“I am Hidimba!” I roared like a beast and laughed, flailing my arms.

My mom and I were watching an episode of The Mahabharata on a rented VHS tape from the Indian grocery store. The character Hidimba — dark-skinned, standing 20-feet tall, with long, scraggly hair — wore a Halloweenish costume: a brown fake leather dress with silver studs, beaded necklaces, and a headband with feathers. Her face was a caricature. Her gestures were monstrous. I couldn’t help but mock her.

I was 15. I sat on my pink beanbag chair in the family room, and my mom sat next to me. She hovered over a coffee table filled with sales pamphlets and to-do lists while making sure I learned about the “good” and the “bad” in Hindu stories. She laughed at my imitation, and I laughed back. Despite her frequent criticisms of how I looked, my clumsiness, and my work ethic, I yearned for these moments of connection and consensus. And we could unite in our laughter at the hideousness of Hidimba.

Hidimba is a demon goddess called a rakshasi in Sanskrit, a savage and a literal maneater who scours the forest looking for humans to eat. Once she finds them, she uses her powers to become a giant and trap them. I may have been a teenager, but I knew that remotely resembling Hidimba wasn’t going to win me a husband. “No one wants to marry a dark, chubby girl” could be the official motto for South Asian women. Hidimba threw her weight around, angry and impulsive, destroying things for no reason. This was the opposite of ladylike, the opposite of what my mom wanted me to be.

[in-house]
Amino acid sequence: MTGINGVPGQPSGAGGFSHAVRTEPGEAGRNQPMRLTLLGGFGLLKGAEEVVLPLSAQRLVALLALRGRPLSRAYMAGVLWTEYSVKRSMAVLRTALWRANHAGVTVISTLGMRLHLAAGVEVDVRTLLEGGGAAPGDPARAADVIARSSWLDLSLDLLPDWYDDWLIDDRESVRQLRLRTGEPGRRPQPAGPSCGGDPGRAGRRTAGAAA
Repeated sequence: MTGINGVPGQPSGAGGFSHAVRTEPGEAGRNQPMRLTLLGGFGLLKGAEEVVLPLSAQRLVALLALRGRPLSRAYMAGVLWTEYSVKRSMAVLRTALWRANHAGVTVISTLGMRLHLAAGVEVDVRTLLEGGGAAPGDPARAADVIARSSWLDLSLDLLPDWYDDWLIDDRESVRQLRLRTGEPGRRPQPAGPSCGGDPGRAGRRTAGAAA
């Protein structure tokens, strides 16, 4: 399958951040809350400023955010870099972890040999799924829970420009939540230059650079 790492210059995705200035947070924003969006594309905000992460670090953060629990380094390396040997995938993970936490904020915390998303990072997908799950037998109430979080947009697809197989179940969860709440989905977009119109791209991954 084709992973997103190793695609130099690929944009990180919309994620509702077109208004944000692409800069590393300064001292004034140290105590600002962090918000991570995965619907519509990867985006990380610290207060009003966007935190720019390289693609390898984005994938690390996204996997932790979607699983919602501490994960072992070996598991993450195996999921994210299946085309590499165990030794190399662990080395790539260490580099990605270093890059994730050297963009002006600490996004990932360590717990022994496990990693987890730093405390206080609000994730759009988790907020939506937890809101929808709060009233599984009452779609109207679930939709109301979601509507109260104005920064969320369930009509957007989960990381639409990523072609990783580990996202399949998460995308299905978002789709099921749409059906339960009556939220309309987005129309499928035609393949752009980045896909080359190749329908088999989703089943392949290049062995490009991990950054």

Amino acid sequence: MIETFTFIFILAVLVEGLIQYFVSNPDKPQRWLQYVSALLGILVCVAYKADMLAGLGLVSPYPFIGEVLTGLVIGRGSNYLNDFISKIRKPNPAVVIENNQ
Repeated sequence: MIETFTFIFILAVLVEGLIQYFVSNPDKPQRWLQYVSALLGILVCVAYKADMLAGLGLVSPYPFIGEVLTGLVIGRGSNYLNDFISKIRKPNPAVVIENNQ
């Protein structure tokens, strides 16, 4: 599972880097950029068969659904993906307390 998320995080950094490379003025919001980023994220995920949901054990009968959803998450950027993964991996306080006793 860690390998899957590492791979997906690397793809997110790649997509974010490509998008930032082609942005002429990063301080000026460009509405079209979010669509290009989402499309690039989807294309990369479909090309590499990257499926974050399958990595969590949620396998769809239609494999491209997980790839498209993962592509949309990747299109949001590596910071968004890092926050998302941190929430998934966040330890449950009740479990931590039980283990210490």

So it was easy to make fun of her because when I did, I was on the right side for once. I bellowed “I am Hidimba!” as the butt of my jokes when I was hangry or when my mom gave me a sour look because of my outfit. I used her primal ferocity to get away with daal and turmeric stains on my shirt. Hidimba and I had the same barbaric disorder. I evoked her name when I shuffled my feet while walking, one of my mom’s chief complaints. While I shuffled mine, Hidimba stomped with hers.


When we meet Hidimba, we see that she is not as huge and monstrous as my mom and I made her out to be. After her brother comes home at night, she is subservient to him, tiptoeing around to meet his demands. When she gives him water, he throws it out and growls that he is starving. On his orders, Hidimba ventures into the forest to bring back the Mahabharata’s protagonists to eat for dinner.